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Archive for Friday, May 17, 1996

YEARS OF HELPING OTHERS PAY OFF FOR BAKER GRAD

May 17, 1996

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— Sally Gronniger has helped hundreds of Baker University students receive diplomas. On Sunday, she'll get one with her name on it.

It's tough telling how many people can thank Sally Gronniger for helping them earn their degrees at Baker University.

Even the source doesn't know.

"I would say probably 150 a semester, and that's probably a modest guess. It's really hard to say," said Gronniger, a Baker staff member who has been tutoring students and scheduling tutors for them since the late 1980s.

On Sunday, Gronniger's helping hands will snare a diploma, ending a quest that began nearly 10 years ago.

"After I graduated from Baldwin High School, I sat out a semester but I did go to Baker in the spring of 1971," she said. "I just went for a little while, then I got married, had children, raised a family, did a bunch of dumb jobs ..."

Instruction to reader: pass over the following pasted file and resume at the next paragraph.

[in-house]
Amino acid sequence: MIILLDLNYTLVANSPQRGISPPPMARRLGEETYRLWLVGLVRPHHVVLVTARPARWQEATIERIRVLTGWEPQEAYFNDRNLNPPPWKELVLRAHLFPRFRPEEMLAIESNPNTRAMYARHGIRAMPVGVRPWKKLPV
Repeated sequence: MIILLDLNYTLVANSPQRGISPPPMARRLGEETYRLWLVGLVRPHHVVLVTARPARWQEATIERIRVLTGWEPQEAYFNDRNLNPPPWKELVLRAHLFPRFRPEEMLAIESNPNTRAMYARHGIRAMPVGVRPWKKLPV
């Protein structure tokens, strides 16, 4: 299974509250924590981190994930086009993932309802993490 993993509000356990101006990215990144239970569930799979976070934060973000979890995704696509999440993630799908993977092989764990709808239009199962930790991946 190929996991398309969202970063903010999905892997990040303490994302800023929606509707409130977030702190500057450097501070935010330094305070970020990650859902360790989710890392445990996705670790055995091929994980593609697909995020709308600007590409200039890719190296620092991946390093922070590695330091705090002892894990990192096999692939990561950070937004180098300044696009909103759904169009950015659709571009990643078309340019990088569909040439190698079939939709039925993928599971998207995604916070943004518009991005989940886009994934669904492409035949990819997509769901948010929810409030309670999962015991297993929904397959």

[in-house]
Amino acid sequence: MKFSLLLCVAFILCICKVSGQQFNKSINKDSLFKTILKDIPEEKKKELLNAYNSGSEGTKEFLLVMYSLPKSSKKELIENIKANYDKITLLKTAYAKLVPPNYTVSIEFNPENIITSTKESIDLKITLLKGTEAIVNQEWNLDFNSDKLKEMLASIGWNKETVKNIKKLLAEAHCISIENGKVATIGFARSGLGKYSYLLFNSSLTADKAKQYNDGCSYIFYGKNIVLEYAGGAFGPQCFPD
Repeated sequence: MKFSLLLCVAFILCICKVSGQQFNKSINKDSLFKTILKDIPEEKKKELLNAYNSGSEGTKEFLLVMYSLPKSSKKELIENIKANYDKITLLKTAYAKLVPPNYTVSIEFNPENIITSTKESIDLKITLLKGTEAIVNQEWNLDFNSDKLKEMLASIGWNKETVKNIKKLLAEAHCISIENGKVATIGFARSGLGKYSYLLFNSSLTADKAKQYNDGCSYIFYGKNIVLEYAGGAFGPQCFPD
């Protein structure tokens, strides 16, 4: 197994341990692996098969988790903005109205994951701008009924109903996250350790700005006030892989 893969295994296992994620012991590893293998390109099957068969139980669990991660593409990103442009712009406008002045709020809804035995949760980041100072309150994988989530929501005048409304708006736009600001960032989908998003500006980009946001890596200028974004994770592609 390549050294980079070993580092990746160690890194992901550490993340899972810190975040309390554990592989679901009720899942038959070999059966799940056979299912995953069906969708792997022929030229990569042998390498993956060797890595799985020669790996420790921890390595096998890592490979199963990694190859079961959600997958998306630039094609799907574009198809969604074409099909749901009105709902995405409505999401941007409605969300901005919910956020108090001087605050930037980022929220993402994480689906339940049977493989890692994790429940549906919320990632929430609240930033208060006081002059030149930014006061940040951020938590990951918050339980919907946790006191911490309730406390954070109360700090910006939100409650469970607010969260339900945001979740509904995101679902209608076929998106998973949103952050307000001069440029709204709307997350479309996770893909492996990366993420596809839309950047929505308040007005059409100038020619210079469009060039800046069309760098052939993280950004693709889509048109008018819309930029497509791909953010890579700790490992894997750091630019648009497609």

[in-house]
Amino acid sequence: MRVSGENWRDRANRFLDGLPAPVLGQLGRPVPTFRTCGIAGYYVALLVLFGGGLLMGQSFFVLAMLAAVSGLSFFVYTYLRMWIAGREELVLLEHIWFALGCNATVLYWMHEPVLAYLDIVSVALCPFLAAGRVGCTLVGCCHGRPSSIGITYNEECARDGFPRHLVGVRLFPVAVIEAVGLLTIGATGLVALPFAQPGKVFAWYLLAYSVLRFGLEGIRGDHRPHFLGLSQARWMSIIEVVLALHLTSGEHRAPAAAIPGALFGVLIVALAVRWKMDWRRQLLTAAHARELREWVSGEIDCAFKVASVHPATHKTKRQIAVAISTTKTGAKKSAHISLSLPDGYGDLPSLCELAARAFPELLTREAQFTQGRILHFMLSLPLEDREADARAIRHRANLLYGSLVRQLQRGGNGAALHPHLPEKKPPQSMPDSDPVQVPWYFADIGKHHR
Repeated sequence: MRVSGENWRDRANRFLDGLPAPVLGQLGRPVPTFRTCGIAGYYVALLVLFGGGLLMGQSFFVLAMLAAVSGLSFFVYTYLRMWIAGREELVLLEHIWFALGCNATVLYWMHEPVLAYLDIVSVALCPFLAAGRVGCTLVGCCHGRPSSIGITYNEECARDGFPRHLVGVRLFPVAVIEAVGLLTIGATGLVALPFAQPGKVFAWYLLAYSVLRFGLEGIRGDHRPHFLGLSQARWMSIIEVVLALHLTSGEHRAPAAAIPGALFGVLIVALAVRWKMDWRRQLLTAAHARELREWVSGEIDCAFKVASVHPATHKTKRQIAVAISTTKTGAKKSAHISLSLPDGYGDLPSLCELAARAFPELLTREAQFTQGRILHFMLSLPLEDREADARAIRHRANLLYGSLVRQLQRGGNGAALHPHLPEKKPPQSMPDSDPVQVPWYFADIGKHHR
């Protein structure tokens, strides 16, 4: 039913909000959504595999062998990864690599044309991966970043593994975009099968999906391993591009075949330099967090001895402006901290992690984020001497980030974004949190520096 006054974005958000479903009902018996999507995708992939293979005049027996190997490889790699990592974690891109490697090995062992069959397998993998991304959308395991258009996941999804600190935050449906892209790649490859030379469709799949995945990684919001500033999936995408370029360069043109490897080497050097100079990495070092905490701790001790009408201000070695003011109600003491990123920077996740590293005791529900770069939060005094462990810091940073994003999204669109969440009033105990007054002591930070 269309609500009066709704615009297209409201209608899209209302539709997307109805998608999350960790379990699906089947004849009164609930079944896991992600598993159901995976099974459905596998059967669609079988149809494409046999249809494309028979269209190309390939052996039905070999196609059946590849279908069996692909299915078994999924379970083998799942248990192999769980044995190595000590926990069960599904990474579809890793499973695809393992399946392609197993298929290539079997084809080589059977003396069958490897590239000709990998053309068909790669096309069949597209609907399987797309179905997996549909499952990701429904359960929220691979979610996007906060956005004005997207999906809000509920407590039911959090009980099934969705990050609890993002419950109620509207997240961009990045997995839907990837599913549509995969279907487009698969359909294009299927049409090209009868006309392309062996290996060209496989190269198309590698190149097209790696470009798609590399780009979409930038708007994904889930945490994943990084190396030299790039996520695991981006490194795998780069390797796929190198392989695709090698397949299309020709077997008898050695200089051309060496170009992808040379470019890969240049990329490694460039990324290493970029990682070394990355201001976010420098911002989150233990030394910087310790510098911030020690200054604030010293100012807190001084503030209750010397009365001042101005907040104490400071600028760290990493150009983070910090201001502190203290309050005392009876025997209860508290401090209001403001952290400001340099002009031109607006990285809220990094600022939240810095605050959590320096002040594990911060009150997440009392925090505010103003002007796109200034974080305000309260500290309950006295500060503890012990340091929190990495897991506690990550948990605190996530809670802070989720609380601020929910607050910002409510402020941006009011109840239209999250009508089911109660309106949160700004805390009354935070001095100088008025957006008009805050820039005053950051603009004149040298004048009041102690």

And decided that a degree was a necessity. In the mid-'80s, Gronniger enrolled at Johnson County Community College while working in Lenexa.

Tired of the daily drive to and from work and feeling she was stuck in an unpromising job, she took her resume to several offices at Baker. In 1988, she was hired as a secretary at the Academic Skills Center and Computer Lab.

Before long, she was organizing professional and student tutors to help students. She was even tutoring students herself.

"It just sort of evolved into part of my job," she said. "Now I'm kind of a jack of all trades. But no math. I'll draw the line at math."

In her off hours, Gronniger was taking classes. She worked over lunch hours and on evenings and weekends to finish her assignments.

"I have not missed taking classes for one semester or one summer session for a period of seven years and some months," she said. "I was afraid if I took a break, I wouldn't come back."

During commencement, her persistence will pay off when she accepts a degree in English. A son, Michael Hornberger, will graduate with her.

"I feel a tremendous sense of pride that we can graduate in the same ceremony," she said.

She said her feelings about her own degree hadn't set in.

"I've concentrated so much on work, school and family that it doesn't feel quite real. It's going to be so different not to feel that extra stress, that extra pressure," she said.

  • For a schedule of graduation events at Baker, Haskell, Kansas University and area high schools, look in the "Celebrate Graduation" tabloid in today's Journal-World.

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